Paper flower for the month of June
This month I was organised and had decided what I wanted to make as my flower for the month of June well in advance.
It is a potted plant, which, the moment the weather turns cold, I squirrel away in miserable conditions that would involve court of human rights if it wasn’t a flower. I ignore it for most of winter and then after the last frosts, return it to the garden with a little feed where it produces wonderful blooms all summer long.
A flower that also reminds me of childhood. In summer, two burgeoning pots like guardsmen stood either side of the front door. I remember loving the pretty red flowers but hating the smell of the leaves as I brushed past in my blazer and satchel. I love the fragrance now but then again I didn’t like mushrooms at the time.
Anyway, the problem turned out, not what to make, but what to call it. I could either be correct about it or popularist and until a couple of weeks ago I was completely ignorant of the difference. It started with my Dad, I shall blame him. We were discussing bringing out our flowers to harden them off and he mentioned that he was going to take his pelargoniums out of hibernation. I said that I would do the same with my geraniums.
A few days later my sister-in-law posted some lovely pelargoniums and pointed out that they were often incorrectly called geraniums. In a light bulb moment (undoubtedly energy saving for the time it took to light), I realised my Dad and I had been talking about the same plants. It hadn’t occurred to me that my perennial hardy “Patricia”s were completely different from my frost-tender zonal pinks. After all, I have met many people who share the same name but bear no resemblance to each other, I should have realized that plant nomenclature is a little more particular.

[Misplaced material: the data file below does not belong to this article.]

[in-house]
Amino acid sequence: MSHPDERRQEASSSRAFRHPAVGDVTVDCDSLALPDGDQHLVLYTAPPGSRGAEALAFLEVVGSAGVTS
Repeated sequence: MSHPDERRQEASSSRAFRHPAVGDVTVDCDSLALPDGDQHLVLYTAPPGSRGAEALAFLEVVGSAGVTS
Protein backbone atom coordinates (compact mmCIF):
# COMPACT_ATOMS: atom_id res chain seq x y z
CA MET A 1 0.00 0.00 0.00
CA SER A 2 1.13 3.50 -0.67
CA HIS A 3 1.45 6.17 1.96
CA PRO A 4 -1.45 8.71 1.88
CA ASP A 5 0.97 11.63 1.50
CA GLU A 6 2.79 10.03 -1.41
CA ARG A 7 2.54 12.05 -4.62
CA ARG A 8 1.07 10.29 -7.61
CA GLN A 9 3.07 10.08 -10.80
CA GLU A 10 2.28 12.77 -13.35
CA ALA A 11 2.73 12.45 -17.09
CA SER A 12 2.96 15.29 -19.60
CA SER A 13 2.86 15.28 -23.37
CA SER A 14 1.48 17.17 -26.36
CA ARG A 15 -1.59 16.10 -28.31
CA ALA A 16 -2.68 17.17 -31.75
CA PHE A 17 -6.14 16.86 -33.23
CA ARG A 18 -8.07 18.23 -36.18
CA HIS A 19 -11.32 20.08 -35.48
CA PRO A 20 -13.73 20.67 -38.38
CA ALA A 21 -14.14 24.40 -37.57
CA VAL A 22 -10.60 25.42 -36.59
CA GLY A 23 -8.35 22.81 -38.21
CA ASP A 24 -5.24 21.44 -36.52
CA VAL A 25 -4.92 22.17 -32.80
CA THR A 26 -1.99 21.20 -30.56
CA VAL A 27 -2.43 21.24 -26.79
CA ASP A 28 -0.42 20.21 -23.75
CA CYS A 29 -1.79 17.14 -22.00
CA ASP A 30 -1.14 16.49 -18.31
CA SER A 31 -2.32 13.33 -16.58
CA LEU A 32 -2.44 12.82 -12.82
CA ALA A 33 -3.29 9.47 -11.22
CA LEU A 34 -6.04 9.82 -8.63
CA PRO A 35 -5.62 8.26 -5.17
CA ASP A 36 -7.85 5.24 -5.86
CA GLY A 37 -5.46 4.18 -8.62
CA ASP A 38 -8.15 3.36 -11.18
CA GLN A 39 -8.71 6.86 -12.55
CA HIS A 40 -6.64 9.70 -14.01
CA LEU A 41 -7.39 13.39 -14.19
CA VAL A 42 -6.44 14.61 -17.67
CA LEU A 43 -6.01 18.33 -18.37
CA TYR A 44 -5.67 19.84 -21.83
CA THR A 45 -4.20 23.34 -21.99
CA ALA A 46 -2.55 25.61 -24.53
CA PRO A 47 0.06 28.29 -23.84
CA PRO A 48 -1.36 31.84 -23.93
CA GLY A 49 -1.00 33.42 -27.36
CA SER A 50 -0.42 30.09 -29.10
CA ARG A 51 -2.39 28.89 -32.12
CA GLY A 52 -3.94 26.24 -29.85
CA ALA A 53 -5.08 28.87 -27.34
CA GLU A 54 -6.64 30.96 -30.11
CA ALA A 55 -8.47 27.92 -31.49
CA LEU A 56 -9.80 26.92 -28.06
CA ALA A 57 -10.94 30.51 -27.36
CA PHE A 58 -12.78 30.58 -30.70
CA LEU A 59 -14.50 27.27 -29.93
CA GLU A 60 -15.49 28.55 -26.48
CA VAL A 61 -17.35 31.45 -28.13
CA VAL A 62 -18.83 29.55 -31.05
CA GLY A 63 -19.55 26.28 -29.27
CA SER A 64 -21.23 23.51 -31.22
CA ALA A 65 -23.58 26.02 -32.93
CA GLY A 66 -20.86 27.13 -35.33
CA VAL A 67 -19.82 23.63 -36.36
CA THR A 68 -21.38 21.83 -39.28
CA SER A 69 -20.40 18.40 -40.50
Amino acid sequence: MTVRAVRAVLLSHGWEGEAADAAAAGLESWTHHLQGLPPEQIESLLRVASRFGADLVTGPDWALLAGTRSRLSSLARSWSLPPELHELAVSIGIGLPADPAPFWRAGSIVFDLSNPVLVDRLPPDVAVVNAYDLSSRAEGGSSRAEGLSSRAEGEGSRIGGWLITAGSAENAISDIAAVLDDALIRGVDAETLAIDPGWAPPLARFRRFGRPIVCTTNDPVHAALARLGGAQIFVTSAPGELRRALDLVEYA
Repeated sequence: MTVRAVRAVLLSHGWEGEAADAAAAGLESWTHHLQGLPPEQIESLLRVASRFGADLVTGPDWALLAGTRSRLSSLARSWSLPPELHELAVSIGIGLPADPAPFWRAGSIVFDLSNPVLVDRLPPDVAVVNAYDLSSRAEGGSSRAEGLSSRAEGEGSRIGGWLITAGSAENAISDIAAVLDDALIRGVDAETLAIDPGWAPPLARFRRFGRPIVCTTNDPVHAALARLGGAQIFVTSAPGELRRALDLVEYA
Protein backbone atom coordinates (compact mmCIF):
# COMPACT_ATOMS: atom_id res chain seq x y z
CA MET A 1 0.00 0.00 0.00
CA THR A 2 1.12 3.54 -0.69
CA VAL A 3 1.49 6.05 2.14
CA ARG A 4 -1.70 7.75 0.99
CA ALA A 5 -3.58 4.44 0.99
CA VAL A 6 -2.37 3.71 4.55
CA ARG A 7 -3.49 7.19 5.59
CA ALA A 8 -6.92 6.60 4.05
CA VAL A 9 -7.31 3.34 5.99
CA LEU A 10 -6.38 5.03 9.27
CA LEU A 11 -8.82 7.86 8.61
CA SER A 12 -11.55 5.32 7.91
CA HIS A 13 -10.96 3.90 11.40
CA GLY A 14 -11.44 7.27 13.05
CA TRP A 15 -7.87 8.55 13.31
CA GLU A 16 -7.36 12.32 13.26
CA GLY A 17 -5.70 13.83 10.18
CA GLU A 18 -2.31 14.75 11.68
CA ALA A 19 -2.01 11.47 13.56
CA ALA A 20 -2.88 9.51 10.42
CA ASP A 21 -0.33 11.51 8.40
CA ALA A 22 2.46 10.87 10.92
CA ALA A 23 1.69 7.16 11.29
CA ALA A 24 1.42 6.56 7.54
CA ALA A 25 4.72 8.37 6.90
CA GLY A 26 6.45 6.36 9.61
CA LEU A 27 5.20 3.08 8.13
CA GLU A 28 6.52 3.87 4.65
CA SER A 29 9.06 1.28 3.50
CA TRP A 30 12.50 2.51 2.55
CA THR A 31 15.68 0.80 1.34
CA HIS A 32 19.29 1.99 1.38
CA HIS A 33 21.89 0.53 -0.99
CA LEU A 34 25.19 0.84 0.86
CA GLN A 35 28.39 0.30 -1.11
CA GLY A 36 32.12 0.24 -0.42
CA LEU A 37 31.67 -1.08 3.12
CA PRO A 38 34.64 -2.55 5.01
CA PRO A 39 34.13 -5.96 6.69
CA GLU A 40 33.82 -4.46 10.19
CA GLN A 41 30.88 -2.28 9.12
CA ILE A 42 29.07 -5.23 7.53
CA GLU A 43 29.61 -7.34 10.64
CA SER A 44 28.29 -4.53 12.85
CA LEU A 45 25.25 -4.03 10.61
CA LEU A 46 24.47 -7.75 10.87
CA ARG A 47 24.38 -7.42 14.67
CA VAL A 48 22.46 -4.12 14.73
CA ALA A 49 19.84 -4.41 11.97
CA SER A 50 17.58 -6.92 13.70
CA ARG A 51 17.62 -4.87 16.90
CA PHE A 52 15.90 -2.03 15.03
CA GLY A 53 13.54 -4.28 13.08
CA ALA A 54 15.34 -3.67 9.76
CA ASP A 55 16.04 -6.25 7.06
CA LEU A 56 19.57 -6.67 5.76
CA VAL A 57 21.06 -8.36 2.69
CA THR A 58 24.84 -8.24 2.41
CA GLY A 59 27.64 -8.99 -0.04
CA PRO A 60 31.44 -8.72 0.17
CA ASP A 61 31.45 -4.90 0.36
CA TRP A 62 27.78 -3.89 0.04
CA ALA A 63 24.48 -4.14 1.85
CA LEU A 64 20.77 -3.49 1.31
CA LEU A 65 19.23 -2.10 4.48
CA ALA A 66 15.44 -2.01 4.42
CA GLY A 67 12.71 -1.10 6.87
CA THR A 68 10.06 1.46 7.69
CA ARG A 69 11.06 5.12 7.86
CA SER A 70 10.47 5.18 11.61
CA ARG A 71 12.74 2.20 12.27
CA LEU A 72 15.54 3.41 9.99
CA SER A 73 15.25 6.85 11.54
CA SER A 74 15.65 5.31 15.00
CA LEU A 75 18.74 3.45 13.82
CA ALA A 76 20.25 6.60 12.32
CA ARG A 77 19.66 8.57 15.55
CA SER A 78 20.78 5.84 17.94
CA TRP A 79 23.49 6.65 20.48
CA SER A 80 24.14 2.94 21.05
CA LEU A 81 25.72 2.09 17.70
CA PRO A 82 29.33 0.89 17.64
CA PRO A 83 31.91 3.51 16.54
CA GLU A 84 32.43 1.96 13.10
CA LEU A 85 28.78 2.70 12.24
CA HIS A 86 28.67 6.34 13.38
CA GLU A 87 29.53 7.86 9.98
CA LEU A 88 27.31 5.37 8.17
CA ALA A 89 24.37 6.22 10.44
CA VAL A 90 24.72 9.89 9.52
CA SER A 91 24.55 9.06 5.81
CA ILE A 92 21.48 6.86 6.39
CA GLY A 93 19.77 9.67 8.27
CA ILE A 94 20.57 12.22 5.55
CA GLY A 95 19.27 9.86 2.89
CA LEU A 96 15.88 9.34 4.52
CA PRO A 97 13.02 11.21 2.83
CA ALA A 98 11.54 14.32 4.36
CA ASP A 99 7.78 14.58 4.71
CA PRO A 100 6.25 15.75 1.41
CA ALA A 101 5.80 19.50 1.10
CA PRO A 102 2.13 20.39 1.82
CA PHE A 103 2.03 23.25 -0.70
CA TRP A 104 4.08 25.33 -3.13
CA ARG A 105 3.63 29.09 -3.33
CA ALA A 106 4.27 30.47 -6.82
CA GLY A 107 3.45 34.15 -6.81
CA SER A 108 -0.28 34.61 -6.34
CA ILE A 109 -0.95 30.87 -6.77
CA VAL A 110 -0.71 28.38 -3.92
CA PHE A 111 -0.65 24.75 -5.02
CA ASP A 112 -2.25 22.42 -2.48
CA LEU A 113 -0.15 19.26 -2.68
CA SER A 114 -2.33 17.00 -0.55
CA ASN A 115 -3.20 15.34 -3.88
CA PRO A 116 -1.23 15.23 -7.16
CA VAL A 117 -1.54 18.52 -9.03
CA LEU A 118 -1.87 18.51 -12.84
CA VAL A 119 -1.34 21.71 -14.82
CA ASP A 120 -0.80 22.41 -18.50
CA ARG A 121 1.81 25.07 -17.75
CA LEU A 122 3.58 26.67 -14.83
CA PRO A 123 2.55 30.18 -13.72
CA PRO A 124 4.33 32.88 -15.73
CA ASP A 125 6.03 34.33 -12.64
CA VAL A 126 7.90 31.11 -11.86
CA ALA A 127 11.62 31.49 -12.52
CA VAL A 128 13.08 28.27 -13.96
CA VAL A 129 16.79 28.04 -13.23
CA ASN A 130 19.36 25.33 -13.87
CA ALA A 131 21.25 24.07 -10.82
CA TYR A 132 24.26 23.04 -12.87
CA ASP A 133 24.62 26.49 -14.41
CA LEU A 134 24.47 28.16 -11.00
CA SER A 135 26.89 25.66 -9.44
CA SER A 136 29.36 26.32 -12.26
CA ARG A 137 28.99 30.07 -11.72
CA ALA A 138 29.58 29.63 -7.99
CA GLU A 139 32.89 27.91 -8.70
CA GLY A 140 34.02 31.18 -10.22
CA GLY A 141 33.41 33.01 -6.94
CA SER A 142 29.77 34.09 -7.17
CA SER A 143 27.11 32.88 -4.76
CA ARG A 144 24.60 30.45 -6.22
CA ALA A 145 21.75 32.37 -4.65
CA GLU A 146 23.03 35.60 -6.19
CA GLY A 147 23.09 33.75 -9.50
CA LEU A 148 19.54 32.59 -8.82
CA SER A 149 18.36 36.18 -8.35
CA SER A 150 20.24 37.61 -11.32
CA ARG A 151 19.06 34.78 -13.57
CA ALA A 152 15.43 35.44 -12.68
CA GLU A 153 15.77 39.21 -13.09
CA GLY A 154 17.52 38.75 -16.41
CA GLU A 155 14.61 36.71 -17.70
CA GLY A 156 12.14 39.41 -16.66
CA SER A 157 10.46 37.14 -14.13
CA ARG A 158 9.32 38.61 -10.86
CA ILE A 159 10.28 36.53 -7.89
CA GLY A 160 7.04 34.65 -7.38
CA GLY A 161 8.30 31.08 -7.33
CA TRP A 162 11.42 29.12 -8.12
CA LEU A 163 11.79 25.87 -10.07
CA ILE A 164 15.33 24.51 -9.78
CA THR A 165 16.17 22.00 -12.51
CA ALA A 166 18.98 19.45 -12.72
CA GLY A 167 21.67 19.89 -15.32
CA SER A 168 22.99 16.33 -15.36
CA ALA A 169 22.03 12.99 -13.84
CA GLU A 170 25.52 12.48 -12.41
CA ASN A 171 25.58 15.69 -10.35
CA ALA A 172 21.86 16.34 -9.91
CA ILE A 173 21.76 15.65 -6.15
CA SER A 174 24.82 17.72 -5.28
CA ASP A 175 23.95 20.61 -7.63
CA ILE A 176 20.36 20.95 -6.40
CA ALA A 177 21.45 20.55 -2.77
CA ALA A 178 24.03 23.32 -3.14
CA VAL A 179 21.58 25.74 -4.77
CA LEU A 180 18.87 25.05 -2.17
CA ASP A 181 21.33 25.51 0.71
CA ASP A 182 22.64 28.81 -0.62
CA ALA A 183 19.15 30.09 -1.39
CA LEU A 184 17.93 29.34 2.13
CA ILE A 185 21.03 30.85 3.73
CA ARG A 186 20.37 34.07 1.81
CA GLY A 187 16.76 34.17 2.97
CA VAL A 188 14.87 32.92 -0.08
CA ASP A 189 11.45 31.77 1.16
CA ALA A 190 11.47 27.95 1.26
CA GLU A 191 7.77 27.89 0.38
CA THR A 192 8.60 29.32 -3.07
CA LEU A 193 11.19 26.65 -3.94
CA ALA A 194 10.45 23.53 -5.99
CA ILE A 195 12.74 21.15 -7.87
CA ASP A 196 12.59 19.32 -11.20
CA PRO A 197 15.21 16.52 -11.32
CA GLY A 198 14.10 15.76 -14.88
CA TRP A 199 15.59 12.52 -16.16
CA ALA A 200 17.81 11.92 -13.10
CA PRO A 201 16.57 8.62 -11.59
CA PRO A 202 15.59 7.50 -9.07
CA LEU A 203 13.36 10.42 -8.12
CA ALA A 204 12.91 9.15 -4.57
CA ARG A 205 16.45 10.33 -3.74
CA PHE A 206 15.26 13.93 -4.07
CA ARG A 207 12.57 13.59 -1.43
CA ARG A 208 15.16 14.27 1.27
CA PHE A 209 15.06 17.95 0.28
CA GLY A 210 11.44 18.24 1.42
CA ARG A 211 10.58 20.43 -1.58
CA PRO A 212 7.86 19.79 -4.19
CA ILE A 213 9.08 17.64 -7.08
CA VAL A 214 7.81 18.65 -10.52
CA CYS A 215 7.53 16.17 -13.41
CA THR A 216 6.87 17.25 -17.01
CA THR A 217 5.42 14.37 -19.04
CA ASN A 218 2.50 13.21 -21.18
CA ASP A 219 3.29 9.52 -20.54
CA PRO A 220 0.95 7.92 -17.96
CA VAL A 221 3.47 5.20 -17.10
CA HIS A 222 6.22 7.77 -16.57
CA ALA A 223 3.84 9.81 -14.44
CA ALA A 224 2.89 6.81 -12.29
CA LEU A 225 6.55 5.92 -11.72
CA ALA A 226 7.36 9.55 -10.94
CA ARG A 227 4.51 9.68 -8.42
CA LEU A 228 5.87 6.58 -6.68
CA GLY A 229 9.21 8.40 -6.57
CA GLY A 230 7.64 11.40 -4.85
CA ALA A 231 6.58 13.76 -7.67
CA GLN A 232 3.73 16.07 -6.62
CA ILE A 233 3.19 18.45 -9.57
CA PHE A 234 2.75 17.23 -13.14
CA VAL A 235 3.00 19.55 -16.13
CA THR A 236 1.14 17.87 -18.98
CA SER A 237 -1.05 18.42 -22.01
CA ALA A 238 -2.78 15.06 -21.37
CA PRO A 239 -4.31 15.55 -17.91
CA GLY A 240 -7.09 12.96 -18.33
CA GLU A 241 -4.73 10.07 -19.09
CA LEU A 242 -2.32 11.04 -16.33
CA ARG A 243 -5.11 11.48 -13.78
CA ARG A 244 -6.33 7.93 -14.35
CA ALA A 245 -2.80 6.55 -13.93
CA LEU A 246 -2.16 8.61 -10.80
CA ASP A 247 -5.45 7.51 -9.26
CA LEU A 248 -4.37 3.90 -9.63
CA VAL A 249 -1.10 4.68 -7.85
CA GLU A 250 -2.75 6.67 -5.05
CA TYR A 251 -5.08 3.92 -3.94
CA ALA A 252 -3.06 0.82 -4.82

In a quest to understand this inconsistency, I did what any serious acolyte of the truth would do, I “Googled” it. I found, with other fascinating facts on the “Pelargoniumfor Europe” website, that when the flowers first arrived on this continent in the 17 century they were called geraniums because of their similarity to the true geraniums that live in the ground in my garden. It was only much later when a protocol for the nomenclature of plants was introduced that botanists identified them as a completely separate plant.
So here they are, call them what you will, Pelargoniums or Geraniums, they are lovely blooms that will accompany us all summer long until they, like Persephone, will be consigned to the underworld for 6 months of the year...unless you have some of my paper creations and then you can have them all year round.